Shelley J

1.2: Purpose and intention of these rules
4.24: Formal offers to settle
4.29: Costs consequences of formal offer to settle
9.13: Re-opening case
10.33: Court considerations in making costs award

Case Summary

In a medical malpractice Action, Justice Shelley concluded that the Defendant doctor was negligent and had caused the Plaintiff to die of cancer six months earlier than ordinarily would have happened. The Plaintiffs had requested that the Defendant doctor negotiate a settlement before the death of the individual Plaintiff. This request was rebuffed. The Defendant made an informal “Calderbank” offer to discontinue the Action with each party covering its own Costs, and if the offer was refused the Defendant would seek double Costs at the conclusion of the Trial. This was refused by the Plaintiffs. The Plaintiffs counter-offered informally, but the offer was not accepted.

The parties disagreed about several issues after the Trial concluded. Costs were awarded on a solicitor-client basis because the Defendant introduced the issue of Special Damages in a procedurally incorrect manner and at a late date. Several issues relating to Costs remained in dispute. 

In a follow-up decision, Shelley J. outlined Rule 10.33, which gives the Court the broad authority to order the payment of Costs, in order to determine the preliminary issue of whether an elevated Costs award was appropriate. The Court concluded that an elevated Costs award was fitting since the expert evidence was extensive and substantial and it was often interrelated. The Trial was also long, though Justice Shelley noted that the complexity of the issues was not necessarily reflected in the length of the Trial.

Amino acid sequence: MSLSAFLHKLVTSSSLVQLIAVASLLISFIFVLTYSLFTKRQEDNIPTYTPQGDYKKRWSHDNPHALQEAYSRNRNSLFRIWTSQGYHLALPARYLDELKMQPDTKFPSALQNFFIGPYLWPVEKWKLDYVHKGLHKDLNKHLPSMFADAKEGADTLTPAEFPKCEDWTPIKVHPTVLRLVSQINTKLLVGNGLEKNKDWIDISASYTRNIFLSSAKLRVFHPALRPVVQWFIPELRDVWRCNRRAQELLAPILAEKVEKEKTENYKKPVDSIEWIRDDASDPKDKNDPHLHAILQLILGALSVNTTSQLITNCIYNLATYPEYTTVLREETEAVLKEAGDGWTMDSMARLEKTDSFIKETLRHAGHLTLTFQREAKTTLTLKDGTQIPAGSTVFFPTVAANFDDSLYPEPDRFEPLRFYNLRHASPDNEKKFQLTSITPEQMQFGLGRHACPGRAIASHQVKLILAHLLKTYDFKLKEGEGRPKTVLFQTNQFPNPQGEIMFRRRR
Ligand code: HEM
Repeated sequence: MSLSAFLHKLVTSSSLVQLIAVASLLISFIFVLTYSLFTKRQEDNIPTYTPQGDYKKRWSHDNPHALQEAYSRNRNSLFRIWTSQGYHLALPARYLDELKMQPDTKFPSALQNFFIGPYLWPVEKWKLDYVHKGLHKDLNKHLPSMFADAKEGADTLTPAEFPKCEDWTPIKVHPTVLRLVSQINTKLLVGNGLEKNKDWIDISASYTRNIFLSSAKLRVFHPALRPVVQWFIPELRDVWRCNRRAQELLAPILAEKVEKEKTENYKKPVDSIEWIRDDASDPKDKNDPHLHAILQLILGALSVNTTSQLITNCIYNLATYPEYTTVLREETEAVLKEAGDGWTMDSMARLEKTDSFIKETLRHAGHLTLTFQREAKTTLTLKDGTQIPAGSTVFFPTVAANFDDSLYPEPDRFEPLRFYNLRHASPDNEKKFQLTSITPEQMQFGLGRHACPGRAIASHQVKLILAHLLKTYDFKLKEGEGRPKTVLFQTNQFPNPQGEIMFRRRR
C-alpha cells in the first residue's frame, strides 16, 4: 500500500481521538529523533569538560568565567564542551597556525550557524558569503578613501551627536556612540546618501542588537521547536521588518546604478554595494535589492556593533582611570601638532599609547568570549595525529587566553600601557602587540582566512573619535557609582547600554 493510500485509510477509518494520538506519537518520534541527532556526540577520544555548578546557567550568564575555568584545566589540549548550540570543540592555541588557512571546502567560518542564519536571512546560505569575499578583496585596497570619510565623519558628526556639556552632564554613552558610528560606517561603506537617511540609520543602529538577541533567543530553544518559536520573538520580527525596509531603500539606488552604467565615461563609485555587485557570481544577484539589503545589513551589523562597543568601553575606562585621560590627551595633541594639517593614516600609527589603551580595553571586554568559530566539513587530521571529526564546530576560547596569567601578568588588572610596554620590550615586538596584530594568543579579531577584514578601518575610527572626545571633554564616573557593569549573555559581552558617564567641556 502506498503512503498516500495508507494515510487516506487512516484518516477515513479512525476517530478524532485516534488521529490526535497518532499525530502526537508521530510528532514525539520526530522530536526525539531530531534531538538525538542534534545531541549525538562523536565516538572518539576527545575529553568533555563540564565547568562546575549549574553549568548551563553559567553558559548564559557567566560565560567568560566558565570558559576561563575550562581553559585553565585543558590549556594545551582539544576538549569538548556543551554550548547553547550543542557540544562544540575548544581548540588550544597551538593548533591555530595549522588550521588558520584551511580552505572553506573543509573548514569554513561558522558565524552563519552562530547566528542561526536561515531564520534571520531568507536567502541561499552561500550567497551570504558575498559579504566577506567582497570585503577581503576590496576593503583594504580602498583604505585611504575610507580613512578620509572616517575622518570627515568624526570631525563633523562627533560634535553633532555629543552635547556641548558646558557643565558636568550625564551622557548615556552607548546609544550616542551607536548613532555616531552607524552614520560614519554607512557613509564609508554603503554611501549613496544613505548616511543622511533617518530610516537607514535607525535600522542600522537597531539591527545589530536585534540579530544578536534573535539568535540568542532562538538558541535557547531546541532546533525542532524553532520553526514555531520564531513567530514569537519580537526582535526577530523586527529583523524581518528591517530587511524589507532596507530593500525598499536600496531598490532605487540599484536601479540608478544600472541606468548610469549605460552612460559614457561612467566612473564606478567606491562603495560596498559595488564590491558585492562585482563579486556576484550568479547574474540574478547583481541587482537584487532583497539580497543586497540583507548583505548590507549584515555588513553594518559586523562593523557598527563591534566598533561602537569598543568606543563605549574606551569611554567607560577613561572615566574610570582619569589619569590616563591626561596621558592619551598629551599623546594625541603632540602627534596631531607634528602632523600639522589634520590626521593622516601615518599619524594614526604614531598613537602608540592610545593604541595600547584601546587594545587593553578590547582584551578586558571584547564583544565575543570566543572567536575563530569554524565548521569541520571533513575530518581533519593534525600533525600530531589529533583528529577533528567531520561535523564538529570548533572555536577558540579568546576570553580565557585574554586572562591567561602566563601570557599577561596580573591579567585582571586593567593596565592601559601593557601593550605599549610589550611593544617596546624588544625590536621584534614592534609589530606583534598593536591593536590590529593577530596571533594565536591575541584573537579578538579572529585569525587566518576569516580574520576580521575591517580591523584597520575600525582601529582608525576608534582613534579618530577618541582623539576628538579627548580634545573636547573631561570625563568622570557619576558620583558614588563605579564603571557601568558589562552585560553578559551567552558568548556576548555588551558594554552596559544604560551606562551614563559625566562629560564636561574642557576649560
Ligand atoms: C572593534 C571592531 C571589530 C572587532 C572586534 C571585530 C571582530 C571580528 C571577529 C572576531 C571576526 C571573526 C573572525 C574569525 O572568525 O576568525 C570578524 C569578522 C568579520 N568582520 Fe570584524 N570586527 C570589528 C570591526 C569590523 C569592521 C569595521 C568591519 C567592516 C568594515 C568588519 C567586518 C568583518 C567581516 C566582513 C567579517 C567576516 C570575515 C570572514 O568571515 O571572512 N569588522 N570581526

Justice Shelley also considered the calculation of solicitor-client Costs and then the offers to settle made by both parties. The Court reviewed Rule 4.29 and the case law decided under the former Rules. Her Ladyship noted that the formal offer process is the same under the current Rule as it was under the former Rules: absent special circumstances, a formal offer to settle would result in elevated costs when a litigant bested the offer. The characteristics of a formal offer had been changed in the current Rules in that a formal offer was required to be made at least 10 days prior to the start of the Trial (Rule 4.24(1)(b)). Justice Shelley concluded that the offers to settle made by each of the parties were informal on this basis. Justice Shelley noted that under the former Rules the Court was able to order double costs at its discretion after an informal offer, but that this had not been decided under the new Rules. 

In deciding about whether the mechanisms used in prior cases, under the former Rules, were still relevant, Shelley J. considered whether the Defendant acted in a manner that would shorten the Action under Rule 10.33, and added that the amount could be varied under that Rule. Her Ladyship, informed by the “purpose and intention” principles under Rule 1.2, held that informal/Calderbank offers are an effective mechanism to meet the objectives set out in the Rules. The Defendant was ordered to pay double Costs for all steps in the Action that followed the offer. 

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